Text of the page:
Table-Level Locking Hints in SQL Server

I was recently asked by a friend, how can we control the level of locking in SQL Server when executing SELECT, UPDATE, INSERT and DELETE statements.

The answer to this question is by using locking hints. Locking hints direct SQL Server to the type of locks to be used. Even though the SQL Server Query Optimizer automatically determines the best locking option when executing a statement of the above kinds, there are cases where a DBA/Database Developer might needs to explicitly control the level of locking.

The available locking hints in SQL Server are the following:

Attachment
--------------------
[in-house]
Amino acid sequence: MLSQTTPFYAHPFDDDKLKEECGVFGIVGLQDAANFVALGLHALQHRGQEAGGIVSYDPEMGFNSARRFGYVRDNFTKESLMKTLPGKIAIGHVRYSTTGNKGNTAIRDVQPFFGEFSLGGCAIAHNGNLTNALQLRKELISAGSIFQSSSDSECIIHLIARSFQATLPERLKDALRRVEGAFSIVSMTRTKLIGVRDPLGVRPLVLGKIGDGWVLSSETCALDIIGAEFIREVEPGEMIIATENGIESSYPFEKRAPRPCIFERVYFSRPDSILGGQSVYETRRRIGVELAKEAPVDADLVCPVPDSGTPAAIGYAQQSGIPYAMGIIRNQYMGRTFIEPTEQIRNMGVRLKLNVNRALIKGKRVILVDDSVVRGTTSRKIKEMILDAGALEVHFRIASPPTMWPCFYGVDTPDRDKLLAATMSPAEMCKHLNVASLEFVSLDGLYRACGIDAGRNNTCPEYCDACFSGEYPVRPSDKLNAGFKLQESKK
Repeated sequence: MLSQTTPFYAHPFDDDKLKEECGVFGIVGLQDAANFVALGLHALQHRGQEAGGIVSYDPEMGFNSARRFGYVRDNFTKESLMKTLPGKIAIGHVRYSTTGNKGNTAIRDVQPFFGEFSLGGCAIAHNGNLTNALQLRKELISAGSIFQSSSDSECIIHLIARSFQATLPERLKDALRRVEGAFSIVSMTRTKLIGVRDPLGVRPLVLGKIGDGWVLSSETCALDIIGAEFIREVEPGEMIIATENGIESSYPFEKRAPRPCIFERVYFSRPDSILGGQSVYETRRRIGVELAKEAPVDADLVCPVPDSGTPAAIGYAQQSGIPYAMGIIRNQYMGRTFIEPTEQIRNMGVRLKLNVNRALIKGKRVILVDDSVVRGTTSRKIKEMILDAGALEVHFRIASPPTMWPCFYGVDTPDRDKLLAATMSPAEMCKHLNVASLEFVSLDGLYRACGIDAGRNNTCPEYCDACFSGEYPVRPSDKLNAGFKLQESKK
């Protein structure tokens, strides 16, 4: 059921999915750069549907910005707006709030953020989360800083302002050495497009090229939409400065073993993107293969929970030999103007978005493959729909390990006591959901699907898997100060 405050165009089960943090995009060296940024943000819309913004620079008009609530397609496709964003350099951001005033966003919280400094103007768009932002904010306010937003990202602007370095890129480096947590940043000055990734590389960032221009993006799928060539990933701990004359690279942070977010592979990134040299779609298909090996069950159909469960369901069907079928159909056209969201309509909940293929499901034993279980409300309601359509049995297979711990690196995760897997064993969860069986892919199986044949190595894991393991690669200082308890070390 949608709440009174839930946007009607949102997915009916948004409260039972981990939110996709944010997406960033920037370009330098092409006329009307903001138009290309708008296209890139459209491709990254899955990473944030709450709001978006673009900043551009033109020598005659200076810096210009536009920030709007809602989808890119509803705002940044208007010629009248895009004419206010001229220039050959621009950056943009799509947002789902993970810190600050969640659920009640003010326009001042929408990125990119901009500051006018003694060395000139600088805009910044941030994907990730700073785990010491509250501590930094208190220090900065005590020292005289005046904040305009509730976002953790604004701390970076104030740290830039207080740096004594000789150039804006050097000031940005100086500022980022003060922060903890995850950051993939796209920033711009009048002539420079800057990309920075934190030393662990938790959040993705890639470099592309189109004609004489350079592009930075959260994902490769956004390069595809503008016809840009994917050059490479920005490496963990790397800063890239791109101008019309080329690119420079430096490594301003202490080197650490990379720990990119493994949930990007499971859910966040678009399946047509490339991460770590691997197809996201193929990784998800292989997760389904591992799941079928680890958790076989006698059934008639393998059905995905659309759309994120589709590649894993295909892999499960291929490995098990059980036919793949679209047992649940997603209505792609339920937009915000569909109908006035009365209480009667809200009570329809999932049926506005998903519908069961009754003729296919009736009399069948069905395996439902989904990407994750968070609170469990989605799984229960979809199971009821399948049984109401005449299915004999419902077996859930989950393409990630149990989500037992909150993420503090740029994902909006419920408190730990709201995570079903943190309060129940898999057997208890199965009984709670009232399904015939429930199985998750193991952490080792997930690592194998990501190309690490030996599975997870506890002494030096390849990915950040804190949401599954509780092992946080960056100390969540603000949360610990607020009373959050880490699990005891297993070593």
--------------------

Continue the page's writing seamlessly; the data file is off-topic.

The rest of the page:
HOLDLOCK
Applies to: SELECT, UPDATE, INSERT, DELETE

NOLOCK
Applies to: SELECT

PAGLOCK
Applies to: SELECT, UPDATE, INSERT, DELETE

READCOMMITTED
Applies to: SELECT, UPDATE, INSERT, DELETE

READPAST
Applies to: SELECT, UPDATE, DELETE

READUNCOMMITTED
Applies to: SELECT

REPEATABLEREAD
Applies to: SELECT, UPDATE, INSERT, DELETE

ROWLOCK
Applies to: SELECT, UPDATE, INSERT, DELETE

SERIALIZABLE
Applies to: SELECT, UPDATE, INSERT, DELETE

TABLOCK
Applies to: SELECT, UPDATE, INSERT, DELETE

TABLOCKX
Applies to: SELECT, UPDATE, INSERT, DELETE

UPDLOCK
Applies to: SELECT, UPDATE, INSERT, DELETE

XLOCK
Applies to: SELECT, UPDATE, INSERT, DELETE

The syntax for using locking hints is very simple. You only have to add the expression with (LOCKING_HINT) just right after you are referencing a database table name (or after a table alias) in your query.

An example of using the NOLOCK locking hint within a SELECT statement is the following:

SELECT column
FROM table with (NOLOCK)

The following MSDN Library link fully describes the above locking hints.